"Surely this fine gentleman's no blackmailer," he rumbled. "And if he were, so what? What crime have we committed to fear blackmail?"

    The expression on Ignace's face was priceless.

    I laughed. "Too many for Ignace to count, I venture to say." I smiled pleasantly at the agent. "But you may rest easy, Ignace. You may have, but I most surely did not, mistake the meaning of Greyboar's words. Where you heard 'what crime have we committed', I heard the important words: 'to fear blackmail.'"

    I transferred my smile to the strangler. "I dare say you're not troubled by blackmailers often. And certainly not for long."

    Greyboar chose that moment to crack his knuckles. For a moment, I thought the inn was collapsing.

    "No," he said. "Not often. And not for long."

    I decided not to press my luck any further, despite the strangler's seeming pleasantness. So, with no further ado, I launched into a recitation of my history with the Baron de Butin, concluding with the most unsatisfactory results of my meeting with the estate's agent.

    "You see, then, my dilemma," I concluded. "The estate won't pay me for my work because it's unfinished. Even were I to finish it, I would not be paid, since the agent says that since the contract is one of personal service to the Baron it is made mute and void by the Baron's untimely demise. Yet—here insult is added to injury—I must finish it because it's the property of the estate and to leave it unfinished would diminish its worth and, therefore, deplete the estate of a valuable asset."

    Greyboar took another draught from his alepot. "Yes, yes, quite a dilemma. Tricky people, lawyers."

    I waved my hand airily. "Oh, 'tis not the legal dilemma that concerns me. Indeed, I've no doubt that there's no legal dilemma at all. Lawyers, as you say, are tricky folk. I doubt me not that my legal position is hopeless. No, no, Greyboar. It's the other aspect of the question that concerns me. The world being what it is, artists are accustomed to injury. But insult—ah, now, there's the rub. That's the real dilemma. The ethical dilemma, you might call it—perhaps even the philosophical dilemma."

    A strange light gleamed for a moment in the strangler's eyes. Ignace sputtered.

    "Here now!" exclaimed the midget. "Here now! Let's have no talk—"

    "Philosophical, you say?" interrupted Greyboar. "How so?"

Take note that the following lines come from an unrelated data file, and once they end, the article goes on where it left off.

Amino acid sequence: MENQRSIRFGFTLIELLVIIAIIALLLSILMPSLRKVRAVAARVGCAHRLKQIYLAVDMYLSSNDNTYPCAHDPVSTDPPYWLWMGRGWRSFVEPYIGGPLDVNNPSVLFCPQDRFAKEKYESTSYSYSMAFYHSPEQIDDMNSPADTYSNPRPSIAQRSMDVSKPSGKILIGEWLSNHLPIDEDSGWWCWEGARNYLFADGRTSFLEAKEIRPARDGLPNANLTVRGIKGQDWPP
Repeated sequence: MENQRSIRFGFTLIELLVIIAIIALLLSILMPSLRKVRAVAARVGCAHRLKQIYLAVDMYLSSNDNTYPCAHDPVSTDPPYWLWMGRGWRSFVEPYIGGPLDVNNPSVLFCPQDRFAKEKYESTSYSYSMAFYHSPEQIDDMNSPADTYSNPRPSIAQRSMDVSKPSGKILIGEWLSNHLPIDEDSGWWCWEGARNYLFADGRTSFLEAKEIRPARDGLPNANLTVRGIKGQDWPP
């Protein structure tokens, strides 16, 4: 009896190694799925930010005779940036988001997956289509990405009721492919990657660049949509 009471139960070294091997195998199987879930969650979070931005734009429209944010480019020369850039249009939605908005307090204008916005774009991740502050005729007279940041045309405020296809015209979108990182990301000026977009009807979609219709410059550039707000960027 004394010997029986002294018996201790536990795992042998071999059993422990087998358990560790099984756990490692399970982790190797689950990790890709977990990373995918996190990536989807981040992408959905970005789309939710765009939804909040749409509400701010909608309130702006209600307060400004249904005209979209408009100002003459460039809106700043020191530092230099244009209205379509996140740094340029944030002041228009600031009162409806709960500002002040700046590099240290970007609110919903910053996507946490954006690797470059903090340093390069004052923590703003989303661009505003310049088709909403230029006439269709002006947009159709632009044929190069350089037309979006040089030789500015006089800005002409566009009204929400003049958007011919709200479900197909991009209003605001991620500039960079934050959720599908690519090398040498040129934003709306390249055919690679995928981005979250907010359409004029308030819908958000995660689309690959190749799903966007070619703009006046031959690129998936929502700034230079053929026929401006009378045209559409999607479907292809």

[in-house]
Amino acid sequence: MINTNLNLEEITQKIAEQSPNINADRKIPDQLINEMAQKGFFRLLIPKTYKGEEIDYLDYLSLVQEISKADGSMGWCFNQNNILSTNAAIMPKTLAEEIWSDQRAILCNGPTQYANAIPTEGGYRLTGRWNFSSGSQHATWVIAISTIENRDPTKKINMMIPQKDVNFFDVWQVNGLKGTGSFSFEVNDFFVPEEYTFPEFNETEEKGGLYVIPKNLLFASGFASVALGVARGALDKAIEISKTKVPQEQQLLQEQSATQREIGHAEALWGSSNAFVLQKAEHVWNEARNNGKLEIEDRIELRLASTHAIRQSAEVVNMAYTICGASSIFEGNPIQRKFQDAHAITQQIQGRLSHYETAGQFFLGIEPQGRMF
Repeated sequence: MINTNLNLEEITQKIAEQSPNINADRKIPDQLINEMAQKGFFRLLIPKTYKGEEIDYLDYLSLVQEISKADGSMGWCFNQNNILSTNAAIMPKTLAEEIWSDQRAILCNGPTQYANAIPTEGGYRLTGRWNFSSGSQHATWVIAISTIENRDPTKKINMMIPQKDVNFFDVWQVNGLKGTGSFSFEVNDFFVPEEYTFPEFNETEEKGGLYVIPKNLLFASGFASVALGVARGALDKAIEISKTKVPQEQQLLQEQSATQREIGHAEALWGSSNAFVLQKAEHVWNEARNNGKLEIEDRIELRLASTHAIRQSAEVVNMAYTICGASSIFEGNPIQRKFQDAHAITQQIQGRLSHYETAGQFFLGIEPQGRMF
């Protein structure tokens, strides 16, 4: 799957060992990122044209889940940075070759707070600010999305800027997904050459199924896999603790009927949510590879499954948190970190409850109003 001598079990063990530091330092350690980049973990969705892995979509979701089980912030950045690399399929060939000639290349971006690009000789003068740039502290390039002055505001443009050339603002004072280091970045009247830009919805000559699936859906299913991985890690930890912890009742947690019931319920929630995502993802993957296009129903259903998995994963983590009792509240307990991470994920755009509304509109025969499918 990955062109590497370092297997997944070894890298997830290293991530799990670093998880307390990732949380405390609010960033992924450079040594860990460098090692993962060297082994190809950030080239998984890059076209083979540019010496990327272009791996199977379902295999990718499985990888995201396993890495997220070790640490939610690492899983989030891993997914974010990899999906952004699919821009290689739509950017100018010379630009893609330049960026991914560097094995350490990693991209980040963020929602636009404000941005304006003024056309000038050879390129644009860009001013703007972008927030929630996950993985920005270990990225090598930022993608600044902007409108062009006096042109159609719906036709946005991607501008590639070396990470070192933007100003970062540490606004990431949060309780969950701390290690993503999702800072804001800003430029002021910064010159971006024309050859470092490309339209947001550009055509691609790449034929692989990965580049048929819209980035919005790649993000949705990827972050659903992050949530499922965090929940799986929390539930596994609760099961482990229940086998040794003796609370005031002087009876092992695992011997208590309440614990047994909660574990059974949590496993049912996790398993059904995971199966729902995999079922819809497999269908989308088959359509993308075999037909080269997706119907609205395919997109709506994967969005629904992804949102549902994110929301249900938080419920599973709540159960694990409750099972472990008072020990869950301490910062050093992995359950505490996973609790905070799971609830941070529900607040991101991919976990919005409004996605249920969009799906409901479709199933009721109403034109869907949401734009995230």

"Well, how am I to reconcile the hopelessness of my legal situation with the stern moral necessity of not allowing such insolent impudence to pass unrebuked."

    "How indeed?" mused the strangler.

    In the minutes which followed, I explained how. And, in direct proportion as amusement mounted in Greyboar's expression, indignation mounted in Ignace's.

    "Not a chance!" he cried when I was finished with my proposal. "Not a chance! Greyboar, tell this lunatic to begone!"

    Greyboar now began laughing, if the term "laughter" can be applied to a rumbling earthquake. Ignace glowered at him, then at me.

    "See what you've done?" he shrilled.

    Greyboar patted him on the shoulder. "Relax, Ignace. I'll tell you what. Let's put the question before the ancients."

    Ignace jumped up and shouted, "O'Doul! Flannery! Come over here! We need sage advice and wise counsel!"

    Without missing a heartbeat, two old gaffers at the other end of the great room, perched in their prestigious stools at the old trough, immediately upended their mugs, smacked their lips and shuffled over to the table. Coincident with their arrival, Leuwin appeared bearing new pots of ale (such, I later learned, being the immemorial custom of The Trough whenever requests for adjudication by the ancients were made; the beer for the wise men was on the house).

    Ignace began at once, sketching the situation as he saw it. To my surprise, despite the little agent's quite evident displeasure at my proposal, he presented the case quite fairly and even-handedly. When he was finished, I found it only necessary to add a few minor clarifications of my position.

    "Very interesting case," muttered O'Doul. "Reminds me of the time Hammerhand Hobbs throttled that gov'nr while he was engaged with one of the girls o'r to Madame Henley's House of the Purple Lamp. The lady o' the evening wanted he should pay her on account as how he'd robbed 'er of rightful wages for an unaccomplished labor o' unspeakable debauchery, whilst Hammerhand claimed he owed not a farthing inasmuch as the girl hadn't actually had the chance to perform the act o' grave moral depravity, inasmuch as Hammerhand had burked the old guv'nor before 'e'd even got it up, though he allowed as how iffen he'd done the terminal deed after the guv'nor 'ad managed—doubtful though that latter event might be in any case, in light o' the guv'nor advanced years and state of inebriation at the time—that 'e'd 'ave owed her recompense—"

    "Oh, stop blitherin' on," interrupted Flannery, "the situation's no way comparable at all! The gentleman 'ere's not claiming Greyboar owes him no money on account o' no financial loss. Indeed, 'e's most graciously conceded right from the start that 'e 'as not the least claim on th'infamous strangler's purse on account o' th'desp'rate villain's recent act o' callous murther 'n' mayhem—"

    "What murder? What mayhem?" demanded Ignace. "We haven't admitted to any part of such crime!"

    The two oldsters peered at him owlishly for a moment. The snorts which followed were the product of long lifetimes snorting at callow striplings seeking to fool their elders.

    "D'y'ever hear sech foolishness?" demanded O'Doul.

    "The two o' yers choked th'Baron last night," pronounced Flannery. "I know it, 'e knows it, th'gentleman knows it, y'knows it yerself, th'dogs in th' alleys knows it, th'babes in th'woods knows it, th'man in th'moon knows it, th'tooth fairy knows it, th'owl an' the pussycat knows it, th'Queen knows it, th'constables knows it, ever'body knows it."